Get user permissions for Facebook Messenger bots

Get user permissions for Facebook Messenger bots

On 12.04.16 Facebook published an API for creating Messenger bots which can send and receive the messages of Messenger users. Here’s how you create a simple bot of your own. I’d like to show you how you can extend the possibilities of your bot by obtaining user permissions.

messenger bots

New options!

On the 1st of July, the API was extended with new options for users/Messenger bots interactions. These include:

  • Get Started Button, which is used for server notifications about starting a conversation by the user. The user doesn’t need to write anything to get the bot’s message.
  • Persistent menu that contains the main actions which the user can carry out during a conversation. It encourages the user to interact with the bot.
  • Greeting text displayed before a conversation is started.
  • Especially relevant: Account linking and unlinking that make a user’s linking to FB Page (more precisely, Messenger bot) possible. This mechanism can be used indirectly for getting user permissions.

By default, during a conversation with the user, we only get his/her public profile and zero permissions. Let’s say we wanted to get user likes or perform an action for him/her. We’re faced with the problem of permissions – and how to obtain them. In general, you can get certain permissions via user logging with a certain scope. The problem is that Messenger is not our application, so we can’t change user interactions or buttons. You can only send simple texts or structured messages with action buttons. Those can redirect to a web url or send back to a server event.
Currently we have two solutions. Both are created with user redirections to a specific url. Our first solution refers to redirecting the user only from your server, the second redirects from FB and your server.

The good way

Let’s start with the first one. I assume that you’ve already created your bot and you’re writing your app in Node.js. We need to do the following things:

  • Create a new Facebook Passport strategy and add serialize and deserialize functions.

  • Add Express middleware that will detect mobile browsers to your app.

  • Register three new endpoints. One for starting the authentication process, another for Facebook callback and the last one for closing a new tab on desktop browser.

In closeWindow.html place script:

  • Create a new template for the login message.

  • Create an event handler for user messages. I also assumed that you already have some function for sending messages and receiving events.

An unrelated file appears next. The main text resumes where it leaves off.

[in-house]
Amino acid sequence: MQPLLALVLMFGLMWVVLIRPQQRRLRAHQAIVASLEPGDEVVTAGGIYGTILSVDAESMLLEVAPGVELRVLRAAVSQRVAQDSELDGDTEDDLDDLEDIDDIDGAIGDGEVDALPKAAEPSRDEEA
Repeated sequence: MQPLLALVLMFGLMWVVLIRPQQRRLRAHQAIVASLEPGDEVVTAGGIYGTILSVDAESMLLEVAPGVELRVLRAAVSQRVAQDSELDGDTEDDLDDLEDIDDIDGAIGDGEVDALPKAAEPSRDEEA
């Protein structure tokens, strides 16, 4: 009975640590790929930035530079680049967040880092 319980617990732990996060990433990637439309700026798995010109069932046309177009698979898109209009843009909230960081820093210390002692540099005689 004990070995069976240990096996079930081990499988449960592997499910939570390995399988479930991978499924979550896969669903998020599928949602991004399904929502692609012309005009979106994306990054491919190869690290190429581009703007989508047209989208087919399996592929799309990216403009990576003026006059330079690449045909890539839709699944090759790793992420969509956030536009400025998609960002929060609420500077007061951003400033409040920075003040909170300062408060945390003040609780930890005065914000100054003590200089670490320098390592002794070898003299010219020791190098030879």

After a successful authentication, the mobile (Messenger app) user is redirected to{pageId}. This opens Messenger in a Page’s thread. On the desktop side, the user’s new browser tab (which was used for authentication) is closed via redirection to HTML with a closing script. That’s assuming that user hasn’t opened any new tab. Now the user should be back to Facebook. After all these procedures we’ll have a user access token! It can be used for the next request (actions, getting info etc.).
Some improvements could be made here. For instance, redirecting mobile and desktop users to the url which FB recently provided (see here). Unfortunately, at this point (08.08.2016), this solution works only for desktop users. If you click this link on mobile operating systems, the system browser opens and it doesn’t go back to the Messenger app. This bug was reported to FB. They’ll try to make some deep linking for it.

The way that’s… a little worse

The second solution is connected to the recently-published Account linking. The difference is that in this case, we’re using a Messenger-embedded mechanism for linking the user to a FB Page. In our case, linking is not that important. What’s more interesting is the button that we can send to the user. Sending a button with account_link type allows us to open a pop-up on the desktop. On mobile, it opens a Messenger browser and shows it as Authentication view. In this view, you can do almost everything in a 5-minute window.
The flow is very similar to the previous one, but in this case, we’ve got actions before and after passport authentication. These are the steps:

  1. First, we send a Login button with type account_link to the user.
  2. The user then clicks the button – which contains callback endpoint with page id and sender id.
  3. FB attaches a url account linking token and redirect uri to our callback. The token is for getting the user’s PSID and the redirect uri is used for success and failure redirections.
  4. We then redirect a request to Passport authentication internally with token and redirect uri.
  5. After a successful Passport authentication, redirect the user to redirect uri with some random auth code (see Account Linking docs). It doesn’t really matter what we send (it could be used for secured authentication). Failure? We just redirect the user to redirect uri without auth code.
  6. The user should now be back in conversation.

I won’t put the code for second solution here, because the first one is better at the moment. It doesn’t use the pop-up, which might not be noticed by the desktop user. In the Messenger app, it works pretty well.

Messenger bots – conclusions

The Messenger platform is still new. It has many dysfunctions and bugs. However, in my opinion, in the near future many companies will use Messenger bots to improve their products’ user experience. In conclusion: I suggest you start building your bots now – to be one step ahead of the competition!

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